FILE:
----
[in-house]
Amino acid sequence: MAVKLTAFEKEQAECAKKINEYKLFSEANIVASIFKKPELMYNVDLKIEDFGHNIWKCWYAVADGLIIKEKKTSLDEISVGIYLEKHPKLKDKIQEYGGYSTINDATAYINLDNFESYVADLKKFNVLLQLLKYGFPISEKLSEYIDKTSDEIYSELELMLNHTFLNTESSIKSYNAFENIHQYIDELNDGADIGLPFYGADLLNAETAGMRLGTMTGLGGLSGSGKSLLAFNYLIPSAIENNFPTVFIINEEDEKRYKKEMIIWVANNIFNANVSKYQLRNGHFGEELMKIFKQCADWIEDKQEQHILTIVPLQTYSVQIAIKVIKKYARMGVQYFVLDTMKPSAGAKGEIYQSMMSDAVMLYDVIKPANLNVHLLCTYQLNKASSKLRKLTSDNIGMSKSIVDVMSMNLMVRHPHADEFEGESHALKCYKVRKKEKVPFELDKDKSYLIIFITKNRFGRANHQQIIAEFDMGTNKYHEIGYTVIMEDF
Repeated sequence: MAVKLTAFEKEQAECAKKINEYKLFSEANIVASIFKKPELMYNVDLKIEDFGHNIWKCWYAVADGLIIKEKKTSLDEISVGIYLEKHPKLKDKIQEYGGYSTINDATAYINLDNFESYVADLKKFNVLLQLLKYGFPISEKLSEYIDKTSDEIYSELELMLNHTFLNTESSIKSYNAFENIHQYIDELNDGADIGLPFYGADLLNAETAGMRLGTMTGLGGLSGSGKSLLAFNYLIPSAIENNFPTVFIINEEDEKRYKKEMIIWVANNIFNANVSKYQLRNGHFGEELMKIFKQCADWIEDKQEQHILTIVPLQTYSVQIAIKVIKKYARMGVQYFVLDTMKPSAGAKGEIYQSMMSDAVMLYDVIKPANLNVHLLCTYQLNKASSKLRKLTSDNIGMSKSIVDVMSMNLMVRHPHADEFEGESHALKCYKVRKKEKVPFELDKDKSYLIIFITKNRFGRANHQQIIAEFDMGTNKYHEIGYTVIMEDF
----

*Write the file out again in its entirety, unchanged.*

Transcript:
[in-house]
Amino acid sequence: MAVKLTAFEKEQAECAKKINEYKLFSEANIVASIFKKPELMYNVDLKIEDFGHNIWKCWYAVADGLIIKEKKTSLDEISVGIYLEKHPKLKDKIQEYGGYSTINDATAYINLDNFESYVADLKKFNVLLQLLKYGFPISEKLSEYIDKTSDEIYSELELMLNHTFLNTESSIKSYNAFENIHQYIDELNDGADIGLPFYGADLLNAETAGMRLGTMTGLGGLSGSGKSLLAFNYLIPSAIENNFPTVFIINEEDEKRYKKEMIIWVANNIFNANVSKYQLRNGHFGEELMKIFKQCADWIEDKQEQHILTIVPLQTYSVQIAIKVIKKYARMGVQYFVLDTMKPSAGAKGEIYQSMMSDAVMLYDVIKPANLNVHLLCTYQLNKASSKLRKLTSDNIGMSKSIVDVMSMNLMVRHPHADEFEGESHALKCYKVRKKEKVPFELDKDKSYLIIFITKNRFGRANHQQIIAEFDMGTNKYHEIGYTVIMEDF
Repeated sequence: MAVKLTAFEKEQAECAKKINEYKLFSEANIVASIFKKPELMYNVDLKIEDFGHNIWKCWYAVADGLIIKEKKTSLDEISVGIYLEKHPKLKDKIQEYGGYSTINDATAYINLDNFESYVADLKKFNVLLQLLKYGFPISEKLSEYIDKTSDEIYSELELMLNHTFLNTESSIKSYNAFENIHQYIDELNDGADIGLPFYGADLLNAETAGMRLGTMTGLGGLSGSGKSLLAFNYLIPSAIENNFPTVFIINEEDEKRYKKEMIIWVANNIFNANVSKYQLRNGHFGEELMKIFKQCADWIEDKQEQHILTIVPLQTYSVQIAIKVIKKYARMGVQYFVLDTMKPSAGAKGEIYQSMMSDAVMLYDVIKPANLNVHLLCTYQLNKASSKLRKLTSDNIGMSKSIVDVMSMNLMVRHPHADEFEGESHALKCYKVRKKEKVPFELDKDKSYLIIFITKNRFGRANHQQIIAEFDMGTNKYHEIGYTVIMEDF